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Child Labor Surges For The First Time In 20 Years. The Pandemic May Make That Worse.

In this Nov. 13, 2017, AP file photo, a child collects palm kernels from the ground at a palm oil plantation in Sumatra, Indonesia. Indonesia is the world's largest palm oil producer.
Binsar Bakkara AP
In this Nov. 13, 2017, AP file photo, a child collects palm kernels from the ground at a palm oil plantation in Sumatra, Indonesia. Indonesia is the world's largest palm oil producer.

In 2020, the world marked a rise in child labor for the first time in two decades. Additionally, with the coronavirus pandemic upending economies and closing schools, the United Nations believes by 2022, the problem will get much worse.

An estimated 160 million children were involved in child labor around the world at the beginning of 2020--an increase of 8.4 million in four years, according to a new report by the UN and the International Labour Organization (ILO). About half of those children were involved in hazardous work, like mining and farm work, that directly endangered their health and safety.

Children between the ages of five to 11 now account for just over half of the total global figure.


"The new estimates are a wake-up call. We cannot stand by while a new generation of children is put at risk," ILO Director-General Guy Ryder said in a statement.

COVID-19 has already been linked to children working longer hours or under worsening conditions because of job and income losses among vulnerable families. But by the end of 2022, nine million additional young people could be pushed into child labor because of the pandemic, the report says.

A simulation model, relying on pandemic-driven factors like a struggling economy, shows this number could rise to 46 million if they don't have access to critical social services, according to the UN and ILO.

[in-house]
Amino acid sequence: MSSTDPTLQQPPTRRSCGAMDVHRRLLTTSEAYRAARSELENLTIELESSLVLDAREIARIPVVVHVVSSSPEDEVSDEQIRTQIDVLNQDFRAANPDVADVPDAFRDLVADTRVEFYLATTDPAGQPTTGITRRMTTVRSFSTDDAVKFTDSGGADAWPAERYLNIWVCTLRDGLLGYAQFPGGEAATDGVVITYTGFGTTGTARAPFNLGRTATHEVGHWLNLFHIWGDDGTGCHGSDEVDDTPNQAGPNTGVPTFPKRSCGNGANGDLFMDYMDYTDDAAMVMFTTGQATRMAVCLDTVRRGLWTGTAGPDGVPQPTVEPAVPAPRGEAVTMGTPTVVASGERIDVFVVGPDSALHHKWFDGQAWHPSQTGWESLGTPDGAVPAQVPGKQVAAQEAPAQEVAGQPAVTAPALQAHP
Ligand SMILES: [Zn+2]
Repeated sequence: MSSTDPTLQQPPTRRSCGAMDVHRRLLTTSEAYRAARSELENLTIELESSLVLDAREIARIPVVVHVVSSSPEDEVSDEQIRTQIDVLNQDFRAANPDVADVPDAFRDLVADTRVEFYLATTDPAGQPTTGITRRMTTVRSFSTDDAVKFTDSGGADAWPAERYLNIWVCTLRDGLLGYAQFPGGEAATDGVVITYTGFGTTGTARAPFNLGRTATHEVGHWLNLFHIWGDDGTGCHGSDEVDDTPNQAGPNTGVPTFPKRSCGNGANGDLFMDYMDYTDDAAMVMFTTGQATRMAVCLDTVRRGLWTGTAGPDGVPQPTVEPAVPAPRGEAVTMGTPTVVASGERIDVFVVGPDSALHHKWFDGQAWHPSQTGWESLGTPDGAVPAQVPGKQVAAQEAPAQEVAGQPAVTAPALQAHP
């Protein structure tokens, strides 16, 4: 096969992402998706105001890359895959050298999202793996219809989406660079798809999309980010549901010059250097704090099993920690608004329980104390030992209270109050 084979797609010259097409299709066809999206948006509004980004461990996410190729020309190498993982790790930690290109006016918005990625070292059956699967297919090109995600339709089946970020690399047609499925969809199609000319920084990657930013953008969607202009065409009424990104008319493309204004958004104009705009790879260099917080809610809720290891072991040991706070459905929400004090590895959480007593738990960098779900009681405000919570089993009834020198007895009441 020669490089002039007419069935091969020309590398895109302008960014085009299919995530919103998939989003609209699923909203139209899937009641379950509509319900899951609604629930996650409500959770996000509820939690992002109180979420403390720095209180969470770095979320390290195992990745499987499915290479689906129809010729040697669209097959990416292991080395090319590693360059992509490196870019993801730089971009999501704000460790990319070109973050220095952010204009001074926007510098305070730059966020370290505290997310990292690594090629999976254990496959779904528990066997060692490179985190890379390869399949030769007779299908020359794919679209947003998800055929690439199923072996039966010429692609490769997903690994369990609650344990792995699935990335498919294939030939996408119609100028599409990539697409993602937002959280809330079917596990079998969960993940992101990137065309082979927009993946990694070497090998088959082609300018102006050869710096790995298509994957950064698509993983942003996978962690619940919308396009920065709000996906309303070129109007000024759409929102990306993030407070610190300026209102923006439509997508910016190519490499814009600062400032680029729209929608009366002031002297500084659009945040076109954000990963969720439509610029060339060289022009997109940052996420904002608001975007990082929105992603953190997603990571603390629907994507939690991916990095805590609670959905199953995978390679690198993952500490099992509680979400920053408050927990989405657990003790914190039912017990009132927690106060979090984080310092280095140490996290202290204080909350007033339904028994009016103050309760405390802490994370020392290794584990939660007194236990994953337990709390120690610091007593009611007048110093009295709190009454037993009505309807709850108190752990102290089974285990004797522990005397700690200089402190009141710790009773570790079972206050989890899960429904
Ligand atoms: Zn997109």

Ryder called for "renewed commitment and energy to turn the corner and break the cycle of poverty and child labour."

He said policies that allow children to stay in school even in the midst of economic hardship, increased investment in rural development, and decent agricultural work are key to turning the tide.


The level of child labor is worse in sub-Saharan Africa

Despite the global picture, child labor in Asia, the Pacific, Latin America, and the Caribbean continues to trend downward thanks to more investments in education and child protection services.

But progress in sub-Saharan Africa has proved elusive due to high levels of poverty and HIV/AIDs, and conflict in the region, according to the report.

This region has more children in child labor than in the rest of the world combined, with 86.6 million young people aged five to 17, involved in child labor.

In sub-Saharan Africa, four out of every five children work in agriculture. This type of work exposes them to pesticides and other chemicals, extreme temperatures, and dangerous tools and machinery.

In the rest of the world, the agricultural sector accounts for the largest share of child labor at 70%. Another 19.7% work in services, like domestic work and transportation, and 10.3% work in industry, including mining, construction, and manufacturing.

Comparatively, in Europe and Northern America, just 3.8 million young people are involved in child labor.

More boys than girls are in child labor

If children live in rural areas, they are far more likely to be involved in child labor than their counterparts who live in urban areas. Minors living in rural areas are three times more likely to be working than those who live in cities.

The child's gender also plays a factor in whether they work and what type of industry they are involved in. Young girls are more likely to be involved in domestic work and services, than mining or construction, the report says.

About 34 million boys are involved in child labor compared to girls, according to the report. The gender gap grows with age, and boys are roughly twice as likely as girls to be in child labor in the 15 to 17 age range.

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